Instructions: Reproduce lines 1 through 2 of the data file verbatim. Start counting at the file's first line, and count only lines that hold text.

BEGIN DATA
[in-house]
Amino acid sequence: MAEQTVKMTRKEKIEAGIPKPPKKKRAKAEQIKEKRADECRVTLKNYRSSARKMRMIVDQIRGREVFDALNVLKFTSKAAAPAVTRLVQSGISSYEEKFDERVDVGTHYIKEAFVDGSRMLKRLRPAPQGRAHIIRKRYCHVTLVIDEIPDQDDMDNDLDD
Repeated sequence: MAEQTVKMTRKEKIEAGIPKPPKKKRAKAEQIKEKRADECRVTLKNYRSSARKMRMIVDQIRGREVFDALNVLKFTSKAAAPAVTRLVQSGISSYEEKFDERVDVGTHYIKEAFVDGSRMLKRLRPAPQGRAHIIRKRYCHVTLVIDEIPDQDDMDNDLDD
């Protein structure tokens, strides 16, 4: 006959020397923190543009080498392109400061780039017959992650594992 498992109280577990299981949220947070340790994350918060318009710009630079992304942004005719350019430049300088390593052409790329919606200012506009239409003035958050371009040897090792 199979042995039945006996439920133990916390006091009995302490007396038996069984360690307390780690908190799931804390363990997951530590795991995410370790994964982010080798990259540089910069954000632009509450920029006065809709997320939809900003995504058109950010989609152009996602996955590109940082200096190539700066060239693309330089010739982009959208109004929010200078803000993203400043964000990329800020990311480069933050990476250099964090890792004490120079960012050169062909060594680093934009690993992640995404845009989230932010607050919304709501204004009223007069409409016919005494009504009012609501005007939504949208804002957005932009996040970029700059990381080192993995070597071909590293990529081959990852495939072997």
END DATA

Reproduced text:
[in-house]
Amino acid sequence: MAEQTVKMTRKEKIEAGIPKPPKKKRAKAEQIKEKRADECRVTLKNYRSSARKMRMIVDQIRGREVFDALNVLKFTSKAAAPAVTRLVQSGISSYEEKFDERVDVGTHYIKEAFVDGSRMLKRLRPAPQGRAHIIRKRYCHVTLVIDEIPDQDDMDNDLDD